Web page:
Probably most of us think Shakekspeare did this with encouragement
from several sources concerned with development of English literature?
That would square with Coleridge's ideas of Hero Worship. But the
comparison of Shakespeare and Burns on this point seems to assure us
they both were aware of preserving and encouraging their works for
posterity (poetic fame), assuming that Shakespeare and Jonson were in
accord about publishing the FF in 1623, after Jonson published his own
works in 1616, the first noted English author to have done so.
My conclusion, so far as I've read, is that Burns and Shakespeare
differ greatly physically, in love interests, national concerns worth
dying for, and attitudes toward life and enjoyment of it; which do
seem to illuminate his talents. And the comparison seems worthy for
us, if only because we are left without a flesh and blood Shakespeare,
for the most part. And though we aren't sure about Shakespeare's
alternates in the Authorship controversy, Burns seems to prove the
case for a commoner who rises above conditions and is accounted a
genius and popular national hero. bookburn
--
John W. Kennedy
"The blind rulers of Logres
Nourished the land on a fallacy of rational virtue."
-- Charles Williams. "Taliessin through Logres: Prelude"
Don
2018-01-05 02:29:13 UTC
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On Thu, 4 Jan 2018 11:43:03 -0500, John W Kennedy
Post by John W Kennedy
Post by Don
I've been reading in the Complete Works of Robert Burns, downloadable
from Guttenburg for free in Mobi, and notice a couple parallels with
Shakepeare that are interesting.
In large, similarities are there, concerning biographies from poets of
adjacent ages, both of whom compete on the world stage as most
popular. Not sure about differences between Scots and EME points of
comparison, but both are probably national heroes, in the Coleridge
sense.
Yes, though Burns does not attain to the rank of Sir Walter Scott, who,
in the public sculpture gardens of Scotland, outranks even kings.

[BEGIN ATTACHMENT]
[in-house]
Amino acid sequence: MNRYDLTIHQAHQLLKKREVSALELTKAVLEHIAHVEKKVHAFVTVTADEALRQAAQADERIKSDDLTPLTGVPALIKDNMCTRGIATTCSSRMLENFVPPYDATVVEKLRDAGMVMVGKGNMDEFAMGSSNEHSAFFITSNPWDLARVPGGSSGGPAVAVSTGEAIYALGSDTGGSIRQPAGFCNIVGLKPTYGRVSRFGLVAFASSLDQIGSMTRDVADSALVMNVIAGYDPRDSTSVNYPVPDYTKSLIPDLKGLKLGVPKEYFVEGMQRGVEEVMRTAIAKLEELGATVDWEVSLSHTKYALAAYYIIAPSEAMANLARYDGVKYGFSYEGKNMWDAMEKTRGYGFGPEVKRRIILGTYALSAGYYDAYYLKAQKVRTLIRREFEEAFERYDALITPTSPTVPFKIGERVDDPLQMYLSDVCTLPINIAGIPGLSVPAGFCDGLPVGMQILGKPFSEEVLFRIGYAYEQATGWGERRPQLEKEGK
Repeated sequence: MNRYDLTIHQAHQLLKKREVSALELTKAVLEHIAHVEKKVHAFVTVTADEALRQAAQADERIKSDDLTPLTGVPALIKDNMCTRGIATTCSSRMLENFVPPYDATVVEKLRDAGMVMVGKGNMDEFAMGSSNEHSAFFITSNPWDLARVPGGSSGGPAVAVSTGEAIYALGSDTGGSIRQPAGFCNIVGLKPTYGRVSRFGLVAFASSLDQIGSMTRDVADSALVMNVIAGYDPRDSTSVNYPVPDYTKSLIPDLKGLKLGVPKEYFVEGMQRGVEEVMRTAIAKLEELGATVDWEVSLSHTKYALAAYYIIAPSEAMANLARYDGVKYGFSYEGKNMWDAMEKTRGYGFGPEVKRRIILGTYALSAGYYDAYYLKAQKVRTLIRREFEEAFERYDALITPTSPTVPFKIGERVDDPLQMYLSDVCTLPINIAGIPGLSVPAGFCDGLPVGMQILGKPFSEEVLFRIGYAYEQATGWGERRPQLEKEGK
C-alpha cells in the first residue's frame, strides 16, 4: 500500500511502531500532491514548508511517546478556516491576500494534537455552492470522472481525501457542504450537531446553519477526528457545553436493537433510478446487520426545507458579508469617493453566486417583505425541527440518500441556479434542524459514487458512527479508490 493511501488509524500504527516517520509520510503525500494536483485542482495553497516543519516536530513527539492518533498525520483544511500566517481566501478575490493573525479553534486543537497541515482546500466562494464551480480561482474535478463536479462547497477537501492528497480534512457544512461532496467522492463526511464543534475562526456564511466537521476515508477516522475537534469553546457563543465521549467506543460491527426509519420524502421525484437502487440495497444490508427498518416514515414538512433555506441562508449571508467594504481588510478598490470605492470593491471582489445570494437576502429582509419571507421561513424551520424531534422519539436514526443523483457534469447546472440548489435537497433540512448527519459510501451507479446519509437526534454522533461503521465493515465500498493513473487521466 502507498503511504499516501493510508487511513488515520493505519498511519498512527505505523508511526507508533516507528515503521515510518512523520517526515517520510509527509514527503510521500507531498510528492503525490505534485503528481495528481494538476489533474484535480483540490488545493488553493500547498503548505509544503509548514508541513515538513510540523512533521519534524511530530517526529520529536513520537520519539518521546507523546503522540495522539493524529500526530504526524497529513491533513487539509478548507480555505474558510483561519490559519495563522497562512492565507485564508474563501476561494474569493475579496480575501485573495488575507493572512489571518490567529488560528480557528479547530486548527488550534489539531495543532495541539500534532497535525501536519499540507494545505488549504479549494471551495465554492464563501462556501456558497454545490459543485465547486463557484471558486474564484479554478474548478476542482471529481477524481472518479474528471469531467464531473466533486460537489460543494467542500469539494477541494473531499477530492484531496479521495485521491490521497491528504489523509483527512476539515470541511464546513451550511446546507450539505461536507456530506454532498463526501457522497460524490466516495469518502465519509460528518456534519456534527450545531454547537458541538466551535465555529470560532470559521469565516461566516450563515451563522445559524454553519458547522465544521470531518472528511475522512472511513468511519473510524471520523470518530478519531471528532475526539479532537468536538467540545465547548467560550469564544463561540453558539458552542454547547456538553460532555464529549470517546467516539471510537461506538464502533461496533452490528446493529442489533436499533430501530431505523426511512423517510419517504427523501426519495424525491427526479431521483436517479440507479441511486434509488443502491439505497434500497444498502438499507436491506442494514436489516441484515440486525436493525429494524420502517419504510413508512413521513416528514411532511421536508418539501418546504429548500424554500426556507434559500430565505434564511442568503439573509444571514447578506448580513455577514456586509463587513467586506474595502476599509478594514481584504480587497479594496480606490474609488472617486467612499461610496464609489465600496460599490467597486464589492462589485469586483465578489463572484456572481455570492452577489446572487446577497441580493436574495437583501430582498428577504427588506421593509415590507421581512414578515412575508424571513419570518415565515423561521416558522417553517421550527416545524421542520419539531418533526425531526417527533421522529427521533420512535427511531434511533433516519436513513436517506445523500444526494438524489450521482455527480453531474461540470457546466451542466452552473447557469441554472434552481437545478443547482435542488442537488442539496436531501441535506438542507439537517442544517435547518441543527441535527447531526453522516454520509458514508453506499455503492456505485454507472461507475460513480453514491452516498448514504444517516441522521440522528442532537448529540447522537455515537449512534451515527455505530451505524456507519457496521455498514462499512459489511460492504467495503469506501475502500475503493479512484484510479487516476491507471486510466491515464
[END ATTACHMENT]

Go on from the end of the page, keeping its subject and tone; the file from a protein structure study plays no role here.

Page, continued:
I had a short but intense go-around with someone at a news group in
Scotland over usage of "Scottish" instead of "Scotts," which I
attempted to justify using a citation from the OED, showing an
instance where Sir Walter Scott refers to "Scottish Lowlanders"
slightingly. This was not accepted by my accuser, who was very
defensive, not of Scott, but the Scotts language and history, probably
of Lowlanders, too.
Post by John W Kennedy
Post by Don
Looking through the Burns Complete Works brings out background
dimensions of great interest, I think, in the way that Burns was
impacted by his family's misfortunes, followed by his own. Compared
to Burns, Shakespeare seems to have been very successful, except that
he doesn't express much about family or identity with homeland.
Yet, like Burns, Shakespeare evidently went to school on the history
and literature of his country. Burns not only wrote original poetry,
but seems to have been writing from songs and poems that are part of
Scotland's culture, and no doubt contributes a good deal to what
otherwise would be lost, notwithstanding Child's English and Scottish
Popular Ballads (1904). He would deliberately add improved versions
of songs and poems from miscellaneous sources, then send his copy to
an archive with notes on what he did.
Shakespeare, we know, did a great deal to re-create histories and
royalty from another age, borrowing freely, and doing much to
popularize court and kingship among the populace. Interesting that
both Burns and Shakespeare seem to have biases about who deserved to
survive The Swamp, with Burns swinging the longer broadsword.
Probably most of us think Shakekspeare did this with encouragement
from several sources concerned with development of English literature?
That would square with Coleridge's ideas of Hero Worship. But the
comparison of Shakespeare and Burns on this point seems to assure us
they both were aware of preserving and encouraging their works for
posterity (poetic fame), assuming that Shakespeare and Jonson were in
accord about publishing the FF in 1623, after Jonson published his own
works in 1616, the first noted English author to have done so.
My conclusion, so far as I've read, is that Burns and Shakespeare
differ greatly physically, in love interests, national concerns worth
dying for, and attitudes toward life and enjoyment of it; which do
seem to illuminate his talents. And the comparison seems worthy for
us, if only because we are left without a flesh and blood Shakespeare,
for the most part. And though we aren't sure about Shakespeare's
alternates in the Authorship controversy, Burns seems to prove the
case for a commoner who rises above conditions and is accounted a
genius and popular national hero. bookburn